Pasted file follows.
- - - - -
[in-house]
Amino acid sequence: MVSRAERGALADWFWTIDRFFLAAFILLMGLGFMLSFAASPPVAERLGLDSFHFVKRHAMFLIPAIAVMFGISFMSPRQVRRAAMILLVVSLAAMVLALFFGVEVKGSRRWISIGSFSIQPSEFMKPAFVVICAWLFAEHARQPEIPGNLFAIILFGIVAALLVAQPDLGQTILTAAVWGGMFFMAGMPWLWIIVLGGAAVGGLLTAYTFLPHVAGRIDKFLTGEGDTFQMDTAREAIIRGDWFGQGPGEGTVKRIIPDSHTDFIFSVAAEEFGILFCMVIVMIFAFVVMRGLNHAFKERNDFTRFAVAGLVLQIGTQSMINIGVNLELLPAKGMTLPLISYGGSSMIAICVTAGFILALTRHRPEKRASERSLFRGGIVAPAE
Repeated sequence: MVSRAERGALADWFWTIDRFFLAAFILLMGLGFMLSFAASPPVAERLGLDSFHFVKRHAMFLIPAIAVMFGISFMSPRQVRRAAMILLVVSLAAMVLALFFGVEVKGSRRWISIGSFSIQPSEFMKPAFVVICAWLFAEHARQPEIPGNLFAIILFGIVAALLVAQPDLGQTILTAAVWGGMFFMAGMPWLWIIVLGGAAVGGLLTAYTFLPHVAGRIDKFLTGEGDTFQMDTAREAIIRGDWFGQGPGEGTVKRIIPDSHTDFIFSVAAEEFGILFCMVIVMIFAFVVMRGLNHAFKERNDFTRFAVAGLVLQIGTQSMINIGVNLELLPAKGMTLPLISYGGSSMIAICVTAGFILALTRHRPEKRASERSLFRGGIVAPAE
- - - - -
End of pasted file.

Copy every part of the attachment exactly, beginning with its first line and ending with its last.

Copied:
[in-house]
Amino acid sequence: MVSRAERGALADWFWTIDRFFLAAFILLMGLGFMLSFAASPPVAERLGLDSFHFVKRHAMFLIPAIAVMFGISFMSPRQVRRAAMILLVVSLAAMVLALFFGVEVKGSRRWISIGSFSIQPSEFMKPAFVVICAWLFAEHARQPEIPGNLFAIILFGIVAALLVAQPDLGQTILTAAVWGGMFFMAGMPWLWIIVLGGAAVGGLLTAYTFLPHVAGRIDKFLTGEGDTFQMDTAREAIIRGDWFGQGPGEGTVKRIIPDSHTDFIFSVAAEEFGILFCMVIVMIFAFVVMRGLNHAFKERNDFTRFAVAGLVLQIGTQSMINIGVNLELLPAKGMTLPLISYGGSSMIAICVTAGFILALTRHRPEKRASERSLFRGGIVAPAE
Repeated sequence: MVSRAERGALADWFWTIDRFFLAAFILLMGLGFMLSFAASPPVAERLGLDSFHFVKRHAMFLIPAIAVMFGISFMSPRQVRRAAMILLVVSLAAMVLALFFGVEVKGSRRWISIGSFSIQPSEFMKPAFVVICAWLFAEHARQPEIPGNLFAIILFGIVAALLVAQPDLGQTILTAAVWGGMFFMAGMPWLWIIVLGGAAVGGLLTAYTFLPHVAGRIDKFLTGEGDTFQMDTAREAIIRGDWFGQGPGEGTVKRIIPDSHTDFIFSVAAEEFGILFCMVIVMIFAFVVMRGLNHAFKERNDFTRFAVAGLVLQIGTQSMINIGVNLELLPAKGMTLPLISYGGSSMIAICVTAGFILALTRHRPEKRASERSLFRGGIVAPAE